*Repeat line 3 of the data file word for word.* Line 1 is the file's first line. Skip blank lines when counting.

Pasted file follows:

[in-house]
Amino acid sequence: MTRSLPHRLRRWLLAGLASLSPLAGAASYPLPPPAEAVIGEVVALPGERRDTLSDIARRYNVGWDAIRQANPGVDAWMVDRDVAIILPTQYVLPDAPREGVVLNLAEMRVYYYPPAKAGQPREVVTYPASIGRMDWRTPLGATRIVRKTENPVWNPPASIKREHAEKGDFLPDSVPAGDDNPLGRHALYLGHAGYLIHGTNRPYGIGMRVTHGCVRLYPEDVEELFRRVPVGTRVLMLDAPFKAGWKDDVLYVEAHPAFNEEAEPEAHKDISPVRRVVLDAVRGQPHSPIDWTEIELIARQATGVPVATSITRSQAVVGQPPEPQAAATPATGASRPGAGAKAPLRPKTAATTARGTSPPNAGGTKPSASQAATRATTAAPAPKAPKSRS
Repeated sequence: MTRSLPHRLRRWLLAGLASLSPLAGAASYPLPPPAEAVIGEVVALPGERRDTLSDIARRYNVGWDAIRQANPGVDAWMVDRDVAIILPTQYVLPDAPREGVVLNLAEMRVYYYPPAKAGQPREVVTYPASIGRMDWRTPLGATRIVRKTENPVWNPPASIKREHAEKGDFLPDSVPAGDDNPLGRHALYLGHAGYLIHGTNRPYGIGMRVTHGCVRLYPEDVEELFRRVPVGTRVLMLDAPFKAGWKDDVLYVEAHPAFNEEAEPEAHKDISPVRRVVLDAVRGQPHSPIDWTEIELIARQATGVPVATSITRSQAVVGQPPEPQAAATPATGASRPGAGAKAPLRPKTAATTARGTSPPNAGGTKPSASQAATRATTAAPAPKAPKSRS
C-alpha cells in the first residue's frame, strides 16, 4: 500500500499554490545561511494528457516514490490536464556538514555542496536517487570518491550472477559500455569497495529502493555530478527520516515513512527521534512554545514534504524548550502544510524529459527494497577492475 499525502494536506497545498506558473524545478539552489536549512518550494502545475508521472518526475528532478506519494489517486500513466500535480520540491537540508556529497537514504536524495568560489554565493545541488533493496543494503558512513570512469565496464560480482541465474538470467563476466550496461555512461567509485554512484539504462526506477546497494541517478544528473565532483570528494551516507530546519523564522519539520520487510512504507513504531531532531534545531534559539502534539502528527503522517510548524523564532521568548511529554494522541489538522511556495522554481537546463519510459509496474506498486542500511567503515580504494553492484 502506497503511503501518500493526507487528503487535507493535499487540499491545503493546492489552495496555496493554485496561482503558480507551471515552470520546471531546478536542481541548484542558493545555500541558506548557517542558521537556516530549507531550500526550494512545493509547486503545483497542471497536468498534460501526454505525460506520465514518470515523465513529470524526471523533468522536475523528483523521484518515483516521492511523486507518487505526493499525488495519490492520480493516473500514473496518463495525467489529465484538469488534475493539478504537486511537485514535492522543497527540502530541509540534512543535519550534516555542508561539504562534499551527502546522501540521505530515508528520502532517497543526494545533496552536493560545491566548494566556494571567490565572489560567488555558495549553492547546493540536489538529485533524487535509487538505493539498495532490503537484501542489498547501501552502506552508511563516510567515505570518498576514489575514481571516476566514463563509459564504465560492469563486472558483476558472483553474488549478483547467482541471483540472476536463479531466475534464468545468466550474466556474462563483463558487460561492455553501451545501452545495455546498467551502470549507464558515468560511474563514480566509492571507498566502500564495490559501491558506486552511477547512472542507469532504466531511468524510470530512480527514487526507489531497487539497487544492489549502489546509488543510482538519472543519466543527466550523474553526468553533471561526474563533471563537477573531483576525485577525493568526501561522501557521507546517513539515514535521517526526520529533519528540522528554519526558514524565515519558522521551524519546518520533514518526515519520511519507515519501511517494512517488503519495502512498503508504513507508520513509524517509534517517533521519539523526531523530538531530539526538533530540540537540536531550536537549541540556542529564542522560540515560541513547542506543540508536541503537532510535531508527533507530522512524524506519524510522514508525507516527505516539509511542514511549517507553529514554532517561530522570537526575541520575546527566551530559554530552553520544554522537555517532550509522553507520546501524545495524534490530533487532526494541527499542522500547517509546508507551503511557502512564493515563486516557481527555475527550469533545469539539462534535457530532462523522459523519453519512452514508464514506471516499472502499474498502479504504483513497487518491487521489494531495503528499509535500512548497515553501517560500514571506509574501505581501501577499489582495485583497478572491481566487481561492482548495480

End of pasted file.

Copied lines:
Repeated sequence: MTRSLPHRLRRWLLAGLASLSPLAGAASYPLPPPAEAVIGEVVALPGERRDTLSDIARRYNVGWDAIRQANPGVDAWMVDRDVAIILPTQYVLPDAPREGVVLNLAEMRVYYYPPAKAGQPREVVTYPASIGRMDWRTPLGATRIVRKTENPVWNPPASIKREHAEKGDFLPDSVPAGDDNPLGRHALYLGHAGYLIHGTNRPYGIGMRVTHGCVRLYPEDVEELFRRVPVGTRVLMLDAPFKAGWKDDVLYVEAHPAFNEEAEPEAHKDISPVRRVVLDAVRGQPHSPIDWTEIELIARQATGVPVATSITRSQAVVGQPPEPQAAATPATGASRPGAGAKAPLRPKTAATTARGTSPPNAGGTKPSASQAATRATTAAPAPKAPKSRS